Well, hello dear reader. It’s been a little while. I had all sorts of intentions during and following our travels. I planned to blog profound thoughts about the magical journey of growth and discovery through Europe. I planned a photo-journal piece. I planned to tell you all about my upcoming events for the New Year. None of that came to pass. The instant my feet touched back on Canadian soil, life took me by the scruff of the neck and shook me like an angry dog. Nothing of what I expected happened when I arrived back home, and a whole lot else unexpected jolted me through the days. The last three months have been a singularly painful series of awkward leaps from rock to rock, wobbling precariously while trying not to look at the chasm surrounding my feet. Poison darts of pain and sorrow, loss and tragedy, anguish and drama have peppered my hide. Tonight, I am sitting with a glass of wine and a feeling of fragility, as though at the penetration of one more dart, I will fly apart into a thousand pieces.
My marriage of thirty years has ended. There, I’ve said it publicly. After a year and a half of anguish and pain and vague-booking, there comes a point where you just have to face up and fess up. I don’t plan to go into revealing detail. I do not seek sympathy. The end of a deep, profound and lifelong relationship is never easy or painless and it’s been written about a million times. That’s not my purpose for writing this post. My focus has homed in on one particular consequence of my impending divorce that has driven me closer to heartbreak than any other.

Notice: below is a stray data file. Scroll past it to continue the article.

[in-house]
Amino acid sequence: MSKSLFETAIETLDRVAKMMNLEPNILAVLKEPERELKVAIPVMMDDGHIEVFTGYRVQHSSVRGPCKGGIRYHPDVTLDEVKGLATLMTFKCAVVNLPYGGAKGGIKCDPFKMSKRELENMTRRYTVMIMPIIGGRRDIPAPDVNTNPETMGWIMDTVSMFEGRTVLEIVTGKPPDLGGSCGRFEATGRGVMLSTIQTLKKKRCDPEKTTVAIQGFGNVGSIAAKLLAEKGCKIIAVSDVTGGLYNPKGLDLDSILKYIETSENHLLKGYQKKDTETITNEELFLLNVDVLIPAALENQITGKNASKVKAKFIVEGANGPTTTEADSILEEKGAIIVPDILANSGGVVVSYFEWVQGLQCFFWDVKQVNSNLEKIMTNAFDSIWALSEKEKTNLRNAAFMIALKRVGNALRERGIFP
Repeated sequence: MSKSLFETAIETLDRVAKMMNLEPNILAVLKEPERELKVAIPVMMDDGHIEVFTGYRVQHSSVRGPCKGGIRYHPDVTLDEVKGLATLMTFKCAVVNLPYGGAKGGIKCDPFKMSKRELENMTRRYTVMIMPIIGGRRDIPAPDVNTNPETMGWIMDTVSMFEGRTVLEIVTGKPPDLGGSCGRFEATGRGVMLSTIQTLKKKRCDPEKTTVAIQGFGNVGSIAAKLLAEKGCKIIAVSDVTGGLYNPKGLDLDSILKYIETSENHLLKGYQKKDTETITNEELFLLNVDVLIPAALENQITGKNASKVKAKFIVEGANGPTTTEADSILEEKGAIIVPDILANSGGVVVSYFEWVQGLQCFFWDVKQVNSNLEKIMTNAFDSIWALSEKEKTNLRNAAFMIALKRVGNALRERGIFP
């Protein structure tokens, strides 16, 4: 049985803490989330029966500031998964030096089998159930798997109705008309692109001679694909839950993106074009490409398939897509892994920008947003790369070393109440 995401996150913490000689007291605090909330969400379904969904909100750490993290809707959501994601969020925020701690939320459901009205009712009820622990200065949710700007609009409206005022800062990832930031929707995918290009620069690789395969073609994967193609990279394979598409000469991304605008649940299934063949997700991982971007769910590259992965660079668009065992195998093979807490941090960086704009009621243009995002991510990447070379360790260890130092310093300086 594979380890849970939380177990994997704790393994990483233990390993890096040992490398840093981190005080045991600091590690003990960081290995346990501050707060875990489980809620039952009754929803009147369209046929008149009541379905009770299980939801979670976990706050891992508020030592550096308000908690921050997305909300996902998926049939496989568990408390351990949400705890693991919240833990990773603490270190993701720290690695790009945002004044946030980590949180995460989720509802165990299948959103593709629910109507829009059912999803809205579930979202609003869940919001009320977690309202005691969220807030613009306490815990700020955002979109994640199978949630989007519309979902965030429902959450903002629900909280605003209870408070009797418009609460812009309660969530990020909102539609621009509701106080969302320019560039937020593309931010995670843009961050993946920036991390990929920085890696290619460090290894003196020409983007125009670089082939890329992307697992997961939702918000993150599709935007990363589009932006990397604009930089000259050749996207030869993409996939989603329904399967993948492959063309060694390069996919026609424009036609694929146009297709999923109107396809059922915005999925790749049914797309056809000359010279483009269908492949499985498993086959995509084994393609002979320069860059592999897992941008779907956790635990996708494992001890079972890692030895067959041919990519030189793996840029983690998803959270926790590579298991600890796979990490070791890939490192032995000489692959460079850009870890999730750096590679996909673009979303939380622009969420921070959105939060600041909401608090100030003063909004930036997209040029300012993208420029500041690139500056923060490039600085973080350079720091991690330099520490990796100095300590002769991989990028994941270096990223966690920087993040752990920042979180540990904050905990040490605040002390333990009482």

In order to afford my home alone, I have to rent out a room. My home contains three bedrooms: mine, my daughter’s and my studio. And so, with no palatable alternative choice than to sell my home, I took the only decision I could. I must give up my studio to have a room to let out.
Ten years. For ten blessed years, I have enjoyed my own creative space. There has been a rending inside to give it up. My steps have been slow, my actions listless and fragmented. I have worked in fits and bursts to begin the transfer of my desk and some materials to a much reduced work area in my own bedroom, all the while my spirit screaming in protest. I got a certain way and then ground to a halt. My heart has been breaking to lose the sanctuary of that precious space, and I came to know in my deepest soul what it has meant to my creative development.
Working slowly through the process of clearing, understanding comes to me in fragments. That a transformation is taking place. That letting go of this physical space would be a leap of faith into the one I have built inside myself. That I have to prepare for a different future. That I don’t know at all what the future beyond the next six months looks like, and how that scares me. I continued to stall, trying to ready my spirit for the rending. This womb-like, precious space upon which I can close the door has become as essential to me as breathing. Even when I am not working in it, there is the knowledge of it, the comfort of that knowledge, held like a pearl against my heart.